Saturday, June 23, 2012

Faith and Hope in 1972

I was too young to have any memory of Tropical Storm Agnes roaring into the Corning-Painted Post community in June 1972. But I grew up hearing all the stories from my relatives, residents of the devastated Northside. To this day, I cannot comprehend the shock the community must have felt when the Chemung River exploded over its banks. Eighteen people died, primarily because it all happened so fast. And then there were months of recovery - people lived in trailers or with relatives while they salvaged their homes amidst the endless mud. I’ve always been impressed with how they held on to their faith and community spirit in likely the worst time of their lives.

As I attended St. Vincent de Paul’s parish school, I also learned the story of the parish during the Flood of ‘72. On Thursday night, June 22, St. Vincent de Paul’s eighth graders were celebrating their graduation with their families in the school hall. But by 11:00 p.m., Fr. Elmer J. Schmidt, associate pastor, was telephoning parishioners who lived near the dikes, telling them they were welcome to spend the night in the school. About 105 people did.

Imagine the fear people felt when the Corning Glass Works whistle blew at 5:00 a.m. on June 23. Picture parishioners fleeing to the second floor of the school and gathering in the dim corridor for general absolution. Yet in that unreal situation, they were among friends. They could draw strength from each other and from their priests – Fr. Schmidt and Fr. Joseph Hogan, pastor. They were a parish. In the months ahead, they would need each other more than ever.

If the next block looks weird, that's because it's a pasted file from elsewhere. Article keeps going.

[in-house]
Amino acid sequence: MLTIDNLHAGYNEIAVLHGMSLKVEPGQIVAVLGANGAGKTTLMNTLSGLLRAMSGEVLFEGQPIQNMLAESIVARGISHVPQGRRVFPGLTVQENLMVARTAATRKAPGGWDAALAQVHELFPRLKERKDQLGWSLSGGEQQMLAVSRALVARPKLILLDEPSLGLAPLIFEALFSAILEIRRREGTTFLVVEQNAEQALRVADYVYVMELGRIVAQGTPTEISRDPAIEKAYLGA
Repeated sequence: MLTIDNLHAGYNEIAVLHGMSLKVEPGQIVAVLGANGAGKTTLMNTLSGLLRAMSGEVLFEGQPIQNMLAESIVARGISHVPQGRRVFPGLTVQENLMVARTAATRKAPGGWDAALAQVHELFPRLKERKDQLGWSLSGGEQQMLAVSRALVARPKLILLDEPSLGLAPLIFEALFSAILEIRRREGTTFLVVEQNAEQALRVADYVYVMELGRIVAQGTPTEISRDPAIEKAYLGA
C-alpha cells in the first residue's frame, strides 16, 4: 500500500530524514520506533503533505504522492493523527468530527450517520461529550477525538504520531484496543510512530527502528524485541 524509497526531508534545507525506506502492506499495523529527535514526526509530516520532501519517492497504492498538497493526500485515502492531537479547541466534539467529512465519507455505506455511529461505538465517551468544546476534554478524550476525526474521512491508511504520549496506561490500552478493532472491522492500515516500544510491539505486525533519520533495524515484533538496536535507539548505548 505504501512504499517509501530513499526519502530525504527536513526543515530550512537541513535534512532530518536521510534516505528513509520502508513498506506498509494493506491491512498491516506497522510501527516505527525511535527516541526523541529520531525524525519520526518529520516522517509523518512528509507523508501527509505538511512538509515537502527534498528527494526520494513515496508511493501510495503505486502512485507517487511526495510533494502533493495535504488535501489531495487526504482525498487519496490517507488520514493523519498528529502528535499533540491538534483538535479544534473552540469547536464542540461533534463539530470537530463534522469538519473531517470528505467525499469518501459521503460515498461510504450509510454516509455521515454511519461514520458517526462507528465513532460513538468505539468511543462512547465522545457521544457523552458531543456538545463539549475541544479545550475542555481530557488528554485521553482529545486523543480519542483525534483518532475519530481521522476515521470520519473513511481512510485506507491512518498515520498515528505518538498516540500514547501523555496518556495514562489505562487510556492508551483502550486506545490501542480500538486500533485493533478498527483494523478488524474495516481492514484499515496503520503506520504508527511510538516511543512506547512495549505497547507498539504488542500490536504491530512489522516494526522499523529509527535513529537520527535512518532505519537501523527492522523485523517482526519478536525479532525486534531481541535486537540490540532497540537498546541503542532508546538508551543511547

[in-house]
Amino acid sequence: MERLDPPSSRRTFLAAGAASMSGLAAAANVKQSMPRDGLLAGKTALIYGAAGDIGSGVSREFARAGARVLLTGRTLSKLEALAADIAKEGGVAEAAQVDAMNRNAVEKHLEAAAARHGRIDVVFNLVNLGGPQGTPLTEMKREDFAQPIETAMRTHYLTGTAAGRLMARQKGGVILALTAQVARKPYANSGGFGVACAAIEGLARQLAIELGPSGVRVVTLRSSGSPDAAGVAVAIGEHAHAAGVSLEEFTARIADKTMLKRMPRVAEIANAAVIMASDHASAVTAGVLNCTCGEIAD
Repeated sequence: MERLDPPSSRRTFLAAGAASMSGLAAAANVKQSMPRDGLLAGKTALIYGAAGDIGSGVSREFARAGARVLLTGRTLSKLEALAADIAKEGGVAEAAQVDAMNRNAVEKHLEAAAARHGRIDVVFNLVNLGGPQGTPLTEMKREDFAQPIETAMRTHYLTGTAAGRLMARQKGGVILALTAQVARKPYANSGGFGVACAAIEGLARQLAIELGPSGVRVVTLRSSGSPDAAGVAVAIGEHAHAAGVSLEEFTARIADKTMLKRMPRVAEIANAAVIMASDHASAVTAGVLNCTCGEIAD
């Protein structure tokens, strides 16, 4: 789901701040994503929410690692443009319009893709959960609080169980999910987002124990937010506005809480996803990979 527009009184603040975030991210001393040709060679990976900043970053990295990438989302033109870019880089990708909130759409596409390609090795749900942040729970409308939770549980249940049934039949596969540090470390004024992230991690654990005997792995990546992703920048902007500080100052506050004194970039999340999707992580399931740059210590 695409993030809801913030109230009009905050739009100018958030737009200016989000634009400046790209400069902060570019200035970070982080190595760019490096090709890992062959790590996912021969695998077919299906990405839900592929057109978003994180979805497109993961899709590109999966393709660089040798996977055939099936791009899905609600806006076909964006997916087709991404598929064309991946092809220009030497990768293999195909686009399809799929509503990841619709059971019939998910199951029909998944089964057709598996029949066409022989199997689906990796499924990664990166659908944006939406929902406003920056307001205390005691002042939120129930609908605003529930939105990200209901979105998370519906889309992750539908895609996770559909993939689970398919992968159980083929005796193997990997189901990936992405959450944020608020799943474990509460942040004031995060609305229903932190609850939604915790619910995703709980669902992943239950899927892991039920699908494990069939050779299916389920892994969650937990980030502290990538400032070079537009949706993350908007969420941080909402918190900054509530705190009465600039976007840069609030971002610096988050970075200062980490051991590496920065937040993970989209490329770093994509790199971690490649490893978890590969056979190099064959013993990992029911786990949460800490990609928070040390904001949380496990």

There is one parting image that Fr. Hogan shared with us students many times. It was his favorite part of the flood story. On Saturday, June 24, it was time to face the damaged church. So he braced himself for the devastation inside and opened the church’s front door. Standing before him in greeting was the statue of St. Vincent de Paul. The water had carried it from its spot in the front, left side of the church (where it still is today), all the way to the back. In that moment, he felt a little less overwhelmed, a little more hopeful. He knew the parish was going to be all right. -- Susan M

Update: You might also want to read another parishioner's experience of the flood here.

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